Family Northern Lights break
A family 2+1 4172€, 2+2 5007€ and 2+3 6894€.
For small families of 2-3 people also suites and hotel rooms available, effect on total price -745€ for a family of 2-3 people.
Description of Family Northern Lights break
If you’re looking for an exciting family winter holiday, this family Northern Lights break in Lapland is certain to provide stories to tell for years to come.
It’s a classic trip of its kind, with an itinerary that includes all the great activities often associated with Lapland: you will stay in an attractive log cabin, deep in the wilderness, and the perfect place to witness the Northern Lights. The best time to visit is between mid-November and December, or mid-February and mid-April, if you want to admire the majestic aurora borealis dancing across the night sky. Your cabin will have a sauna to warm up after each day’s activities too.
During the daytime, you will travel by snowmobile, the traditional way of getting around in remote, snowbound places during the winter, to a reindeer farm – a great way to learn a little about Sami culture. You’ll also take a short walk through a fairytale forest on snowshoes, which is fun and easy too once you get used to it. Skis are available if you’d rather.
And then there is what for many families will be the most unforgettable part of the trip: a husky-sledge safari, as you mush your way along trails, the dogs a friendly and hard-working pack that love to run.
Nighttime aurora tours can also be taken, either in cars (suitable for families with younger kids), on snowshoes or on a sledge pulled by snowmobile.
Five days of winter wonderland in Lapland, on a tailormade Northern Lights tour crafted perfectly for families with a streak of adventure.
1 Reviews of Family Northern Lights break
Reviewed on 27 Feb 2020 by Wendy Pateman
1. What was the most memorable or exciting part of your holiday?
The friendly welcome from the Finnish people and the beautiful scenery.
2. What tips would you give other travellers booking this holiday?
Take every opportunity to explore activities. And take warm clothes if visiting in the winter.
3. Did you feel that your holiday benefited local people, reduced environmental impacts or supported conservation?
Definitely. The accommodation and activities were locally based and not corporate chains.
4. Finally, how would you rate your holiday overall?
It was excellent. We certainly want to return to Finland.
PlanetHusky safari is an ecological way to move in the wilderness without motor. By travelling this way our guests will get deep into wilderness they could not reach by car and they can really connect with nature and experience how it feels to be dependent on a team of huskies.
Season and weather make each safari different. A local professional guide will tell the participants about the eight seasons, the Arctic nature and its fauna on the way. Far out the wilderness it might also be possible to see some of the Arctic animals, for example reindeers and pfarmigans. He/she will also make sure the guests arrive safely back from the safari.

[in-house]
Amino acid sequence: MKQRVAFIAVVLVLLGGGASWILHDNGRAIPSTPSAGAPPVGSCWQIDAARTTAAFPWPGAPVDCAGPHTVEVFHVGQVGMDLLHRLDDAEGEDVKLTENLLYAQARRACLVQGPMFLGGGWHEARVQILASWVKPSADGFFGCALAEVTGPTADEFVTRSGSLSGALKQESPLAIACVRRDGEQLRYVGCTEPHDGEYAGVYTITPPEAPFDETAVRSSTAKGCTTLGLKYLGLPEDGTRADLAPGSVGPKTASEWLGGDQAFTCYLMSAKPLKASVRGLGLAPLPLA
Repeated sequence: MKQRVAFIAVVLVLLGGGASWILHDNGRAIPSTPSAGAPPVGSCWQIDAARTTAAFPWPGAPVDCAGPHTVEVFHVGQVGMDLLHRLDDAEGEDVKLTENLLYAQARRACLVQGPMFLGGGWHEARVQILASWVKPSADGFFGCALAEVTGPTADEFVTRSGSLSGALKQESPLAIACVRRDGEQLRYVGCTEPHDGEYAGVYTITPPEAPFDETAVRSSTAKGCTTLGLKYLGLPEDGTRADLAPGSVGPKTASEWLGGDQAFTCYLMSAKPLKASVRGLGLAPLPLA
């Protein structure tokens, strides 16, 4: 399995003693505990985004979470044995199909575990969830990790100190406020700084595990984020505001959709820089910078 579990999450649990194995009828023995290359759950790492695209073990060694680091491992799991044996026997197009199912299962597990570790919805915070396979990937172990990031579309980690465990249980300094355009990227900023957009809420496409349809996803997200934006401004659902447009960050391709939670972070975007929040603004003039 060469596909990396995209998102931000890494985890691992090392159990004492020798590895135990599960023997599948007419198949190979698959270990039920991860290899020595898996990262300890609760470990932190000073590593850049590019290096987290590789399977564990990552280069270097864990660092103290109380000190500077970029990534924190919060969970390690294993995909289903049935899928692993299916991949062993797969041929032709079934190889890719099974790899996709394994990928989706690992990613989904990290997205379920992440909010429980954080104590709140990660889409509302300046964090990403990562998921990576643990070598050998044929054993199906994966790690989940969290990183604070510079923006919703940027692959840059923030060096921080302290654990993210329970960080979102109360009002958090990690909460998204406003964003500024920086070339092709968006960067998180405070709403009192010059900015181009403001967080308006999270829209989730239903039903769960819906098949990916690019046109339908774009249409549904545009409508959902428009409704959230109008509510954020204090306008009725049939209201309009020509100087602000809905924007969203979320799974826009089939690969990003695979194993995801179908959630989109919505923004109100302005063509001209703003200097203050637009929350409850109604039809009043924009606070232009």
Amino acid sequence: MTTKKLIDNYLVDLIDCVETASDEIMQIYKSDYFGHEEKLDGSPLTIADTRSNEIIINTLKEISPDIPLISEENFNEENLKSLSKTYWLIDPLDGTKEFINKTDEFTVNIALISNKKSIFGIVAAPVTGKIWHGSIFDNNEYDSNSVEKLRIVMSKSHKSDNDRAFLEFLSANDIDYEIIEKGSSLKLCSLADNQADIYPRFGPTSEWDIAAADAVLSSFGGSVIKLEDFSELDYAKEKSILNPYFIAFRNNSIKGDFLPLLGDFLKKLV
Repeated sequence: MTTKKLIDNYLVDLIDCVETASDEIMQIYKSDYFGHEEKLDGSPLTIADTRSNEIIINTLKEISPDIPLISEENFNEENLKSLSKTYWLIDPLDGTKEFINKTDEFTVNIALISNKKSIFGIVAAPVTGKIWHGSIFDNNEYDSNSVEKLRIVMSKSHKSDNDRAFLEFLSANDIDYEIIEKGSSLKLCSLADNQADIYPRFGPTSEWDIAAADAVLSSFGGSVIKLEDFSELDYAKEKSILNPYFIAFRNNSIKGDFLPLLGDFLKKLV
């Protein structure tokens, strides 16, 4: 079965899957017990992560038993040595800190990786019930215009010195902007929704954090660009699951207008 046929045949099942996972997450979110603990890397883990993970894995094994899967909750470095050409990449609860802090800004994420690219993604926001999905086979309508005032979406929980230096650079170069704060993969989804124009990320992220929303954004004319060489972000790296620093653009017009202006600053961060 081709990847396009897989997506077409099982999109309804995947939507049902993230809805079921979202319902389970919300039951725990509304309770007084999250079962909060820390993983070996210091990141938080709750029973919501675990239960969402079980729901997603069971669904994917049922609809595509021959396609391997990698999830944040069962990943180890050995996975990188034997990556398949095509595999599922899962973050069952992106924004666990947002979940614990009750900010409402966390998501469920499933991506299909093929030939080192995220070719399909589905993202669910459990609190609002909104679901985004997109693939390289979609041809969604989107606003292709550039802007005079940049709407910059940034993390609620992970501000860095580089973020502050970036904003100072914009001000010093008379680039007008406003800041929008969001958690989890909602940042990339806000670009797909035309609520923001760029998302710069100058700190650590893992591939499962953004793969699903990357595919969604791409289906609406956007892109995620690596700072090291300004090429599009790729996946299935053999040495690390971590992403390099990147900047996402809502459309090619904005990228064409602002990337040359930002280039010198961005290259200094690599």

During the safari the dogs are taken well care for by the participants themselves.
During their stay our family guests will stay in a traditional log cabin, built in the traditional way out of local material, which is as ecological as any building material can be. In addition to the sledge-dogs our guests will also meet reindeer, semi-wild animals living free all over Lapland and eating lichen.
t the hotel a buffet tables is set every night using a lot of local ingredients, reindeer, fish, berries and mushrooms.
PeopleWe are keen to support the local community and ensure that they feel the benefits of tourism. The Husky farm for example is a local company in the northernmost Lapland in Ivalo. Our guests will get closer to the nature and will get to discover how the original population has been able to survive in extreme conditions above the Arctic circle.
The log cabin is owned by a private Finnish company and all the services such as cleaning and maintenance are provided by local companies. There are grocery stores, restaurants and activity providers easily accessible. We also recommend that our customers take part in the trips from the weekly program which are run by local operators.
The original Sámi culture is fascinating and we recommend that our guests make a tour to Inari, where Sajos, the Sámi parliament and Siida, the Sámi museum are located. There are only about 70 000 Sámi people left living in the northern parts of Finland, Sweden, Norway and Russia. As other indigenous people, the Sámi have strived to preserve and maintain their culture. The Sámi museum offers a great way to understand more about the culture and nature of Lapland.
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